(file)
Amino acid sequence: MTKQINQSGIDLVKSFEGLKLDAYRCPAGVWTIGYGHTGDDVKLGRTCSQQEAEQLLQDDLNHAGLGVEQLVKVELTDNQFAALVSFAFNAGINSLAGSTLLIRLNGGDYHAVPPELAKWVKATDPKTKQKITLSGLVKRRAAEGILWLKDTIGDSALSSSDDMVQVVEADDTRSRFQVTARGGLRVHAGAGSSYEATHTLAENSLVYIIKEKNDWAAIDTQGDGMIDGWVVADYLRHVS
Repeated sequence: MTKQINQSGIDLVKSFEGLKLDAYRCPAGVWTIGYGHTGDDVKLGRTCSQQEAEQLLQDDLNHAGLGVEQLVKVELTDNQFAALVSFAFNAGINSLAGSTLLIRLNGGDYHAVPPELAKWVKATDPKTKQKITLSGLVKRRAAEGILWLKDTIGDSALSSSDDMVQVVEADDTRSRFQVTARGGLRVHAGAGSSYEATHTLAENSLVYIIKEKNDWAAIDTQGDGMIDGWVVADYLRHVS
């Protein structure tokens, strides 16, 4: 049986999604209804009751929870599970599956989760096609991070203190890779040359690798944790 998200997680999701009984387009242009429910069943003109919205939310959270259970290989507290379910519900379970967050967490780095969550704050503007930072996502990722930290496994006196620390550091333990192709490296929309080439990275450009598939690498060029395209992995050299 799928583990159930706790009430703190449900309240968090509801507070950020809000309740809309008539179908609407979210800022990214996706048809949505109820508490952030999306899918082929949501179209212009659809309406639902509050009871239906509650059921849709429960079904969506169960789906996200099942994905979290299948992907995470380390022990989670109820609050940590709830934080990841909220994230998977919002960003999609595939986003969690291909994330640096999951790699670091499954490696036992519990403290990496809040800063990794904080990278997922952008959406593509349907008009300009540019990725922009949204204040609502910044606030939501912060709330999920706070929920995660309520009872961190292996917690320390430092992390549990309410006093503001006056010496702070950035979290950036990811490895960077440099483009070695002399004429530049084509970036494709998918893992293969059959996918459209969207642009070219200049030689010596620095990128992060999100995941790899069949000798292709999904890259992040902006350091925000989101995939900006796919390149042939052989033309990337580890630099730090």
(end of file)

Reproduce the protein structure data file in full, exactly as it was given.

Amino acid sequence: MTKQINQSGIDLVKSFEGLKLDAYRCPAGVWTIGYGHTGDDVKLGRTCSQQEAEQLLQDDLNHAGLGVEQLVKVELTDNQFAALVSFAFNAGINSLAGSTLLIRLNGGDYHAVPPELAKWVKATDPKTKQKITLSGLVKRRAAEGILWLKDTIGDSALSSSDDMVQVVEADDTRSRFQVTARGGLRVHAGAGSSYEATHTLAENSLVYIIKEKNDWAAIDTQGDGMIDGWVVADYLRHVS
Repeated sequence: MTKQINQSGIDLVKSFEGLKLDAYRCPAGVWTIGYGHTGDDVKLGRTCSQQEAEQLLQDDLNHAGLGVEQLVKVELTDNQFAALVSFAFNAGINSLAGSTLLIRLNGGDYHAVPPELAKWVKATDPKTKQKITLSGLVKRRAAEGILWLKDTIGDSALSSSDDMVQVVEADDTRSRFQVTARGGLRVHAGAGSSYEATHTLAENSLVYIIKEKNDWAAIDTQGDGMIDGWVVADYLRHVS
């Protein structure tokens, strides 16, 4: 049986999604209804009751929870599970599956989760096609991070203190890779040359690798944790 998200997680999701009984387009242009429910069943003109919205939310959270259970290989507290379910519900379970967050967490780095969550704050503007930072996502990722930290496994006196620390550091333990192709490296929309080439990275450009598939690498060029395209992995050299 799928583990159930706790009430703190449900309240968090509801507070950020809000309740809309008539179908609407979210800022990214996706048809949505109820508490952030999306899918082929949501179209212009659809309406639902509050009871239906509650059921849709429960079904969506169960789906996200099942994905979290299948992907995470380390022990989670109820609050940590709830934080990841909220994230998977919002960003999609595939986003969690291909994330640096999951790699670091499954490696036992519990403290990496809040800063990794904080990278997922952008959406593509349907008009300009540019990725922009949204204040609502910044606030939501912060709330999920706070929920995660309520009872961190292996917690320390430092992390549990309410006093503001006056010496702070950035979290950036990811490895960077440099483009070695002399004429530049084509970036494709998918893992293969059959996918459209969207642009070219200049030689010596620095990128992060999100995941790899069949000798292709999904890259992040902006350091925000989101995939900006796919390149042939052989033309990337580890630099730090």